Competitive students will want to be able to take AP or college level courses in several subject areas. Homeschooling offers some advantages in building a strong academic profile because homeschoolers have the flexibility to choose if they want to do courses at home or to outsource to an online provider, community college, or tutor. Many families end up finding that a combination of these approaches best meets their needs. Also, homeschoolers have the advantage of flexibility to depart from the traditional calendar as needed. That allows for more in-depth studies in areas of interest and a more time to master any subject where the student struggles.

University of Chicago

University of Chicago

Most homeschoolers who have been admitted to top schools have been able to present clear documentation of their learning. Typically colleges wish to see more than just the parent’s endorsement nd this is where “outside validation” comes into play. Outside validation can take many forms, including grades from community college courses, SAT subject test scores, SAT scores, ACT scores, AP scores, recommendations from professors, winning national level contests or awards, and participation in well-known summer programs. Homeschoolers who are aiming at top schools are advised to think carefully about how they want to present themselves during admissions.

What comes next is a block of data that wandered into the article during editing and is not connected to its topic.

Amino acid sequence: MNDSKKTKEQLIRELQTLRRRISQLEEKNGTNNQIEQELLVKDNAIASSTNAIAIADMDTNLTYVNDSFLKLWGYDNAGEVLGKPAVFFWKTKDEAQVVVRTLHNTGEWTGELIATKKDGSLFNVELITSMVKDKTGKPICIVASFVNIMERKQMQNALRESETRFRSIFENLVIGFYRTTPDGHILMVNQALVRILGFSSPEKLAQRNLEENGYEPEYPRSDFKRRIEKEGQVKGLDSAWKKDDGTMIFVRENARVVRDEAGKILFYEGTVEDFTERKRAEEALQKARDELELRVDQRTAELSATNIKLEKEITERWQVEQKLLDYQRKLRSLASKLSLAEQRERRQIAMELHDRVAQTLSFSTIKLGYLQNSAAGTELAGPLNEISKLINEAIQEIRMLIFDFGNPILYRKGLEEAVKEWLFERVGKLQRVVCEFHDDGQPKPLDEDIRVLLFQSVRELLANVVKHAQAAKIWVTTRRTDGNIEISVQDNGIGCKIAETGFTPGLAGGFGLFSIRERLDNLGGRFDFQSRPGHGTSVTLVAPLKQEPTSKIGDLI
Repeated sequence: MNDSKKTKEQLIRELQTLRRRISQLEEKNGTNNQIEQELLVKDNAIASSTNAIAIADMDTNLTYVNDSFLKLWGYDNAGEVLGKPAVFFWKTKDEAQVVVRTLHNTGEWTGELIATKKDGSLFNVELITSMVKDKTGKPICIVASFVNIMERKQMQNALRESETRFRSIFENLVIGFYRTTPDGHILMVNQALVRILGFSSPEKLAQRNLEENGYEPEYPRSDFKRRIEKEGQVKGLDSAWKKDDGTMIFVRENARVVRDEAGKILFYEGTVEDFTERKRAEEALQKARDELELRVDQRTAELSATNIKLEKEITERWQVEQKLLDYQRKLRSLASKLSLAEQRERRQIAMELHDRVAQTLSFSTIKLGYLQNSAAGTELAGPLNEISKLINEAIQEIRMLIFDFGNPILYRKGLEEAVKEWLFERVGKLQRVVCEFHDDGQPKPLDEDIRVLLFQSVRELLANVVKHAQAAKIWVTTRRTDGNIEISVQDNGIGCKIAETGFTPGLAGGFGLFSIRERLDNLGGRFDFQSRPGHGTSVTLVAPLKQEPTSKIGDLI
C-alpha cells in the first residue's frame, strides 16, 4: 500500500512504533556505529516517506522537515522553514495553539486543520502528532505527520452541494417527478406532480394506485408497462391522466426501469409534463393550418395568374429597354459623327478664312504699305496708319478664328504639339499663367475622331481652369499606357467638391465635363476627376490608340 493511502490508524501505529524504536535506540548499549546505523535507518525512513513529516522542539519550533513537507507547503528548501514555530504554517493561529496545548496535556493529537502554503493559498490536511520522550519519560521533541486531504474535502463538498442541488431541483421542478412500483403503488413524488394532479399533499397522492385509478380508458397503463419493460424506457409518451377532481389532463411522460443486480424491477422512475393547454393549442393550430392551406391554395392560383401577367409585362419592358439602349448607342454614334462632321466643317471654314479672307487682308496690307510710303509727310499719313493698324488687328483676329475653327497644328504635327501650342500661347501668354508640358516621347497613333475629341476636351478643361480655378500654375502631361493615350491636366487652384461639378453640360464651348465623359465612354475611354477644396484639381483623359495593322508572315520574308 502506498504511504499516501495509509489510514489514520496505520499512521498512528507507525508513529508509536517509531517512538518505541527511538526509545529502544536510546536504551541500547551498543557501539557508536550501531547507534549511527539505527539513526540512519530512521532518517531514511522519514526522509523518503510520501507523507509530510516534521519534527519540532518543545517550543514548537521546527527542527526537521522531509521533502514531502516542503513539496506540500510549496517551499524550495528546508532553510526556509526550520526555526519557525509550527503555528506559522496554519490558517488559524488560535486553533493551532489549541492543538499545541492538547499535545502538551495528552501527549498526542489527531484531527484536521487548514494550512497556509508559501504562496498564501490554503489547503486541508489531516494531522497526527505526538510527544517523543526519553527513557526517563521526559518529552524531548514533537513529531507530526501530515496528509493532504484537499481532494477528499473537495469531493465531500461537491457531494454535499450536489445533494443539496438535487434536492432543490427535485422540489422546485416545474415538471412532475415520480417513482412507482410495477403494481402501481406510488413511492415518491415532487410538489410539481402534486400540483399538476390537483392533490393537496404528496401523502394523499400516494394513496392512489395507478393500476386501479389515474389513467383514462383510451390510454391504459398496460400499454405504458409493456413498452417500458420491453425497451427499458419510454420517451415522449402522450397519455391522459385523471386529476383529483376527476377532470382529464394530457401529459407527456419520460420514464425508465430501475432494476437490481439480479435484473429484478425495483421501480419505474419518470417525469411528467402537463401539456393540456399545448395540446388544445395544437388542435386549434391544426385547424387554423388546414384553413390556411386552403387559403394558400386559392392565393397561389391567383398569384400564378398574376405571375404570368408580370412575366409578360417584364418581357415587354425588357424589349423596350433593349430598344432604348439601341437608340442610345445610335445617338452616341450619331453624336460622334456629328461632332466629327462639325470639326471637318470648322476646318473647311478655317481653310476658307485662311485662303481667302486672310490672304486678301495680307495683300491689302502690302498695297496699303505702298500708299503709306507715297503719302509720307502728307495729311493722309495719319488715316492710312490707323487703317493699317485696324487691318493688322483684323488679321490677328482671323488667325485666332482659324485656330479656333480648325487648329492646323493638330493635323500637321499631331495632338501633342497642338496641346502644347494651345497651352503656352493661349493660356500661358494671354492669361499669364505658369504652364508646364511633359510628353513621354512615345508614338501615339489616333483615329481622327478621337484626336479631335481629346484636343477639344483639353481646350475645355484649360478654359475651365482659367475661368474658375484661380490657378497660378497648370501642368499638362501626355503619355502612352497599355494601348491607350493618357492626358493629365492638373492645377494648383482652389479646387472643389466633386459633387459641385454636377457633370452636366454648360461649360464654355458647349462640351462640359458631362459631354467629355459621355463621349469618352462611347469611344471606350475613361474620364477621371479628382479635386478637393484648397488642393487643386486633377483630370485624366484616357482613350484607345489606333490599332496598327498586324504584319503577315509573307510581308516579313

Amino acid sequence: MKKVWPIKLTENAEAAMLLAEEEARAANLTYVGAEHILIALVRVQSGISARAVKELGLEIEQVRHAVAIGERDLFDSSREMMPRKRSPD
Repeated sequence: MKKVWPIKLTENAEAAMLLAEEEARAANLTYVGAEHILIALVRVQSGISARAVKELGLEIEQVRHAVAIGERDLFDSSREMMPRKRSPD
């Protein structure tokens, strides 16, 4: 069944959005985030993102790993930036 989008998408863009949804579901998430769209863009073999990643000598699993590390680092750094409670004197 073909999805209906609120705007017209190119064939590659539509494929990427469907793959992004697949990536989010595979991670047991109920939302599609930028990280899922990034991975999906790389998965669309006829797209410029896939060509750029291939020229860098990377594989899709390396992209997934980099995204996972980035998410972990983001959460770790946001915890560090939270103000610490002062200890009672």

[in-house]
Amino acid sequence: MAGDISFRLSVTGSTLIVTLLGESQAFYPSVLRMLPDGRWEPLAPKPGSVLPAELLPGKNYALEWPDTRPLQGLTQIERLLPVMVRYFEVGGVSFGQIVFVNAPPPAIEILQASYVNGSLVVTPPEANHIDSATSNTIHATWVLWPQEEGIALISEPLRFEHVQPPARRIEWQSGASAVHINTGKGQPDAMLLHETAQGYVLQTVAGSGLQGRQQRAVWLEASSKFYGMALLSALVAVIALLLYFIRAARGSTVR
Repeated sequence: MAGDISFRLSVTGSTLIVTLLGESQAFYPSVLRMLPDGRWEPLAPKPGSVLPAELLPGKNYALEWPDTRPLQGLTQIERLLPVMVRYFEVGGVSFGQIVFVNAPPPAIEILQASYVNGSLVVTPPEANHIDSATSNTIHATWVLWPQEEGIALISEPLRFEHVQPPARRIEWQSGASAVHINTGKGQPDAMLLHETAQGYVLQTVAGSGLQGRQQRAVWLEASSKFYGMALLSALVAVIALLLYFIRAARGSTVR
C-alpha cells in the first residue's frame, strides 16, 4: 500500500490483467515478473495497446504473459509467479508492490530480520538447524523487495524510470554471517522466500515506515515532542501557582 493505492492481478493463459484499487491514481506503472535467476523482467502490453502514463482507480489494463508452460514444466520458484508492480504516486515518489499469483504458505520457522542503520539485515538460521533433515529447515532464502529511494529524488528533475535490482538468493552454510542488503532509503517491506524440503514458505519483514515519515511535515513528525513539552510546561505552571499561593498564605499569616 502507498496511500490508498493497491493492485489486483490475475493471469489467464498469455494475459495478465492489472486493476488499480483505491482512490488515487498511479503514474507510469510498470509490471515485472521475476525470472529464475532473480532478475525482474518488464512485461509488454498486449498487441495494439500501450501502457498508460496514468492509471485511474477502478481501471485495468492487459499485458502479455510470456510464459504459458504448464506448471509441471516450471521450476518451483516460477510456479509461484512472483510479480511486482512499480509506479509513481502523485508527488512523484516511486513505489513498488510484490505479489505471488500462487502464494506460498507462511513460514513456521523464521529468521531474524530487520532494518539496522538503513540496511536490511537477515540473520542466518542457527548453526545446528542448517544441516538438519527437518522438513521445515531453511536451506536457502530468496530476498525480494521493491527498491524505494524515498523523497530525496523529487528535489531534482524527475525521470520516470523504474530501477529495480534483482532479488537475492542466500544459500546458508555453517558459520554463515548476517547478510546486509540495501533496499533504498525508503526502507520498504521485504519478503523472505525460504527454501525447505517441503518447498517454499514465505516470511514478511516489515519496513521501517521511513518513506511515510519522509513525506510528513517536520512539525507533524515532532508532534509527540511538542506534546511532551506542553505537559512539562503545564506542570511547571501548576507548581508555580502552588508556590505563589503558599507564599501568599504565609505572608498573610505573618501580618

Testing is Key 

The emphasis on testing is a tough point for many homeschoolers because escaping the national obsession with testing is part of what motivates many to choose homeschooling. It is reality, though, that homeschoolers who are aiming for top colleges need to pay close attention to ACT, SAT, SAT subject, and AP scores. Test scores are weighted more heavily for homeschoolers than they are for other applicants. Even many colleges that are now test optional do not apply this policy to homeschoolers.

Do Colleges Love Homeschoolers?